1. Lucca says

    What is that sound we’re hearing? It’s the chip chip chipping away of the unconstitutional laws. The walls of inequality are crumbling as they were made of faulty material.

  2. Francis says

    The headline is wrong. Judge Black didn’t say anything about Ohio’s constitutional ban against marriage in the state itself. However, this gives us more ammunition to, at the very least, force Ohio to recognize all out-of-state marriages in Ohio, which would effectively legalize same-sex marriage in the state!

    Chip chip chip, these red states don’t know what hit them!

  3. says

    This narrow ruling is huge. Even with restriction to death certificates only in this case,which was for burial, the ruling neonetheless underscores, rightfully, that Ohio (or any other state) cannot take away the status of legal marriages performed in other states.
    Many states made not recognizing out of state same sex marriages a integral part of their marriage bans between 2000 & 2012.
    This ruling is the first to clarify that states have no right to invalidate legal out of state same sex marriages.

    Judge Black knows what he’s doing.

  4. Gregory In Seattle says

    Article IV, Section 1 of the US Constitution says, “Full faith and credit shall be given in each state to the public acts, records, and judicial proceedings of every other state. And the Congress may by general laws prescribe the manner in which such acts, records, and proceedings shall be proved, and the effect thereof.” This is the reason why a marriage enacted in one state is valid in all states.

    I am surprised that Due Process was the basis of this ruling, and not the Full Faith and Credit clause. I’m not sure if the FFCC has ever (yet) been ruled on with regards to marriage equality.

  5. Randy says

    More footnote:
    “although the question of whether Ohio’s refusal to grant same-sex marriages also violates Ohio same-sex couples’ right to due process and equal protection is not before the Court in this case, the logical conclusion to be drawn from the evidence, arguments, and law presented here is that Ohio’s violation of the constitutional rights of its gay citizens extends beyond the bounds of this lawsuit.”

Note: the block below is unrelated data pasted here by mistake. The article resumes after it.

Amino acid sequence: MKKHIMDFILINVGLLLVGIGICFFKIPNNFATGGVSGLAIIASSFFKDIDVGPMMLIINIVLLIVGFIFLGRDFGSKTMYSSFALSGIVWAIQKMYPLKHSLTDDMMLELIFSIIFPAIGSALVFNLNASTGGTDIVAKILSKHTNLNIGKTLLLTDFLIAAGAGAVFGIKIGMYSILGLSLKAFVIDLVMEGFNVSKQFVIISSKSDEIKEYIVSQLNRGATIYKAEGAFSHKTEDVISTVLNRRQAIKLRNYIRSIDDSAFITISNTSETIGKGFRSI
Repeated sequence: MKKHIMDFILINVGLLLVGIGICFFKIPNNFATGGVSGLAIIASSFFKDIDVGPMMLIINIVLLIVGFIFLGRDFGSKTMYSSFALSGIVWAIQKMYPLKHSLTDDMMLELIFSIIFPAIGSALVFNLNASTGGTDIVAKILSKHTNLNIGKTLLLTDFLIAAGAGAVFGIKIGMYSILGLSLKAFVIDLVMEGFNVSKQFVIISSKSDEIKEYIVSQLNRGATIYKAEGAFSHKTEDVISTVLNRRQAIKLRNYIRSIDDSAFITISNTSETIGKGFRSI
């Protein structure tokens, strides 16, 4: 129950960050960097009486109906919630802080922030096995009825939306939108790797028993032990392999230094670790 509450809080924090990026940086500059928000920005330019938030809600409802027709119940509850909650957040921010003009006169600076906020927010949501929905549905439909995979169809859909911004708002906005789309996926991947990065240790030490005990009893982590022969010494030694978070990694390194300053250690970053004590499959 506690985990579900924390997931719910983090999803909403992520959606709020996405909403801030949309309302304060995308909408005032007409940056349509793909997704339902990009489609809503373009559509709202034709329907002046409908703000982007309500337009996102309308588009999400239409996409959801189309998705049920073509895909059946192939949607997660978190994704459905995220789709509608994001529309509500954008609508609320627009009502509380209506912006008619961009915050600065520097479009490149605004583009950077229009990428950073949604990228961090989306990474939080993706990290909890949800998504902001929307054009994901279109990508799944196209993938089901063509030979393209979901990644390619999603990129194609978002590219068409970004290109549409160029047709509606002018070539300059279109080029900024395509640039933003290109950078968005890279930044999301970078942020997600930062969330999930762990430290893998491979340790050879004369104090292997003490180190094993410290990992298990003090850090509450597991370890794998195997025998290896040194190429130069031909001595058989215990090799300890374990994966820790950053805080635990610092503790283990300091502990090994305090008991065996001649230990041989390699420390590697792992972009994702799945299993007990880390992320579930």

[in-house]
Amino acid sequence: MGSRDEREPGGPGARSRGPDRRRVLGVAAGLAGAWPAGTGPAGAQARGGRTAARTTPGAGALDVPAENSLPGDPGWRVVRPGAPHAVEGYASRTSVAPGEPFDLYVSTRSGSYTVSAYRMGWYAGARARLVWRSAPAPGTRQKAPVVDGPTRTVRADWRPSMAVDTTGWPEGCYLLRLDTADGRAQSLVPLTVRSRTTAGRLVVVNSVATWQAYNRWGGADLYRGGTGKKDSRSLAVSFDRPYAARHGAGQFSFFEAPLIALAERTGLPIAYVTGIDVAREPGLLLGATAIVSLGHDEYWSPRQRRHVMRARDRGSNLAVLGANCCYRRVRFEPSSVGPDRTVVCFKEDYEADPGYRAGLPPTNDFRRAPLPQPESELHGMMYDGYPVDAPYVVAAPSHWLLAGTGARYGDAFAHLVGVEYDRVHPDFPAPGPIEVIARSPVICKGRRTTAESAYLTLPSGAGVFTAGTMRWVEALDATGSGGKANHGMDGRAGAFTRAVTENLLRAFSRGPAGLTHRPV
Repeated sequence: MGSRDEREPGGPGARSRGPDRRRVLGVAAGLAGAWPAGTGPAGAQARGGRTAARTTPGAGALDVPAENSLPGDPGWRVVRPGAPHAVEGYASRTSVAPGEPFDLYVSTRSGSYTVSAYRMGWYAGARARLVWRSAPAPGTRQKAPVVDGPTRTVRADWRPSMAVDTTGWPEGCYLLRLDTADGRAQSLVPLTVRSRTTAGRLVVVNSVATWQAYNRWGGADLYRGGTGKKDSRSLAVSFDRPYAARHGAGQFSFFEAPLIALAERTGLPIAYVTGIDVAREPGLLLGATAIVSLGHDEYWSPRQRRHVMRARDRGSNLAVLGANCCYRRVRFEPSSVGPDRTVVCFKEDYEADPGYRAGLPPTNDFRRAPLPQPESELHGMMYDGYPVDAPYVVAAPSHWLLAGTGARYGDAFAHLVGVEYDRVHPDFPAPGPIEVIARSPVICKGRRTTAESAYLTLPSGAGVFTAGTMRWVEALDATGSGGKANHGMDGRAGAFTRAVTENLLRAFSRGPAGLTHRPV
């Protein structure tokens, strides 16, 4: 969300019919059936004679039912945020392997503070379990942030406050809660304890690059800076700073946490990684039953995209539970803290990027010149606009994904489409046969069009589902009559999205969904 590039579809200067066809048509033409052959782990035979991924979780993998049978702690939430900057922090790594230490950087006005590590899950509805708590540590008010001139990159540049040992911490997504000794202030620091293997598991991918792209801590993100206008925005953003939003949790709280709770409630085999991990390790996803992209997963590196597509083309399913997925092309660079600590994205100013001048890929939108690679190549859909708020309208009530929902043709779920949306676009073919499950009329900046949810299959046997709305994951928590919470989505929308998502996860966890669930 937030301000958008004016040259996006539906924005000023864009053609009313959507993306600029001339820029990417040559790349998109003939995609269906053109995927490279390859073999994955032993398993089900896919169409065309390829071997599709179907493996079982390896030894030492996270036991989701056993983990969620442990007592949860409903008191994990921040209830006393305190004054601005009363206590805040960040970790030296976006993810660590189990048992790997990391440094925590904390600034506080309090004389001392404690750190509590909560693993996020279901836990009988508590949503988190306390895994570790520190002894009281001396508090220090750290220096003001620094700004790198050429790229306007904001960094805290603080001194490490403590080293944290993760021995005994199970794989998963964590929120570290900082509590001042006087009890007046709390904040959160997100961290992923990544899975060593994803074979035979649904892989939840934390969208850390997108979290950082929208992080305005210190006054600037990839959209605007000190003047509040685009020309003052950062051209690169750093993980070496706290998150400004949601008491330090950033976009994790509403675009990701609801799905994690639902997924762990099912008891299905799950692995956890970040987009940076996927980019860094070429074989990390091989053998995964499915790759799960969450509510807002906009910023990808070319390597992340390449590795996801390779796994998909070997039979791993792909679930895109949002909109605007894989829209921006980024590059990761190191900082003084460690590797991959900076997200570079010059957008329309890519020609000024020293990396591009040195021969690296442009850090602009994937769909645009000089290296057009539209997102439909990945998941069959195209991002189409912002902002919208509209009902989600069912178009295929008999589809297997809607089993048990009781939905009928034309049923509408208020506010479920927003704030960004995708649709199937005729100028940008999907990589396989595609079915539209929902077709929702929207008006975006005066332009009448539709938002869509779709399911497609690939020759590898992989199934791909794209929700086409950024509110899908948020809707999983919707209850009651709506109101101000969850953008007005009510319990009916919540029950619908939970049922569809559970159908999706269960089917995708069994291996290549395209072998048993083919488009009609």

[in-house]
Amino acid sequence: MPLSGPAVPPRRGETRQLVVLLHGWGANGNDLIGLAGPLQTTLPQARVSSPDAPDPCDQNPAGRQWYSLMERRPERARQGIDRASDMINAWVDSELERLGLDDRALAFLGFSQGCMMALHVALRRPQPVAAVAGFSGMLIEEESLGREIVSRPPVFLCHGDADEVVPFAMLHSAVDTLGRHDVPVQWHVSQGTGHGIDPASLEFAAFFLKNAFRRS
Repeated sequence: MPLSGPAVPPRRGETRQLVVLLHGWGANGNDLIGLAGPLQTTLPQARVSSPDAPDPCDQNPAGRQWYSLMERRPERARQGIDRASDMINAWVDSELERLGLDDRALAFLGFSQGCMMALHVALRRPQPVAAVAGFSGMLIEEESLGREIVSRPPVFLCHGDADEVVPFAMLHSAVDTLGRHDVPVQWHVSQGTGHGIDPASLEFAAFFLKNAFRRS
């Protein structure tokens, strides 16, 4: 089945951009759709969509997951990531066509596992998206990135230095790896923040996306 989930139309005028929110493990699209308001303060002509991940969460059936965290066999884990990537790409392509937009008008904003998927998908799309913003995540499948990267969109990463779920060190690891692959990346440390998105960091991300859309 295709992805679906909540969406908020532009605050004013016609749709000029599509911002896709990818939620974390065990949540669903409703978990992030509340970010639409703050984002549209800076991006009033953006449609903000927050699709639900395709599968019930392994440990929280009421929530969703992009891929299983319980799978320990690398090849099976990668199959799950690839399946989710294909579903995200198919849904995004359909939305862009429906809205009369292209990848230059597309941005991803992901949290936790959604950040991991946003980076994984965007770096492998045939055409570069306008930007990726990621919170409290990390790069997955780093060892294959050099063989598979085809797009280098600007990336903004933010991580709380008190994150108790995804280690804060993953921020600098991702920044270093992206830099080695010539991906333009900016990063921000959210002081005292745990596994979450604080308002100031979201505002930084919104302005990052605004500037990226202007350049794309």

6. MiddleoftheRoader says

    The ruling is NOT as narrow as your first sentence says, that is, the ruling is NOT limited to death certificates. If you read the actual findings of the Judge at the end of his Opinion, Finding #1 under “Conclusions” says that Ohio cannot refuse to recognize validly-conducted out-of-state same-sex marriages: “The Court finds and declares that Article 15, Section 11, of the Ohio Constitution, and Ohio Revised Code Section 3101.01(C), violate rights secured by the Fourteenth Amendment to the United States Constitution in that same-sex couples married in jurisdictions where same-sex marriage is lawful, who seek to have their out-of-state marriage recognized and accepted as legal in Ohio, are denied their fundamental right to marriage recognition without due process of law; and are denied their fundamental right to equal protection of the laws when Ohio does recognize comparable heterosexual marriages from other jurisdictions, even if obtained to circumvent Ohio law.”

    The Judge did NOT issue an injunction against the general enforcement of the Ohio ban for everyone (see Finding #2 under his Conclusions) — he ordered only the death certificates of the two couples before him to reflect that they are validly married. So, in that sense, the injunctive relief was narrow. BUT NO DOUBT, the Judge ruled that the Ohio law against recognizing valid out-of-state same-sex marriages is unconstitutional (for everyone, not just the two couples).

  7. says

    ‘Just as Justice Scalia predicted in his animated dissent, by virtue of the present lawsuit, “the state-law shoe” has now dropped in Ohio.’

    Just like Shelby, Justice Black delivers some backhand Scalia smackdown.

  8. Francis says

    If you look through the details, not only did Judge Black effectively say Ohio’s ban on recognition of out-of-state same-sex marriages is unconstitutional, but so is disallowing marriage equality in general. He basically said Ohio’s current laws on this issue are based on moral disapproval which isn’t a valid reason to deny marriage to same-sex couples.

    The actual effect of the ruling is narrow but the reasoning behind it is strong. Ohio is appealing this ruling to the 6th Circuit.

  9. says

    This is a house of cards ruling. He pulled a card from the bottom with what looks like a restricted law suit but worded his ruling so that it affects all the SS marriage prohibitions in Ohio. They’re all going to tumble.

    If Ohio must recognize out-of-state SS marriages on death certificates then they have to be recognized in all aspects of civil law. How can they not? You’re not just suddenly legally married at death without having been legally married in life.

    In a broader vein he cited Windsor ruling on all marriage laws have to be within constitutional guarantees and also cited recent Utah & NM Court decisions that state bans on SSM are unconstitutional.

    Gotta think that he knew this full well. Make what appears to be a restricted ruling while knowing it is going to affect all the SSM laws in Ohio.

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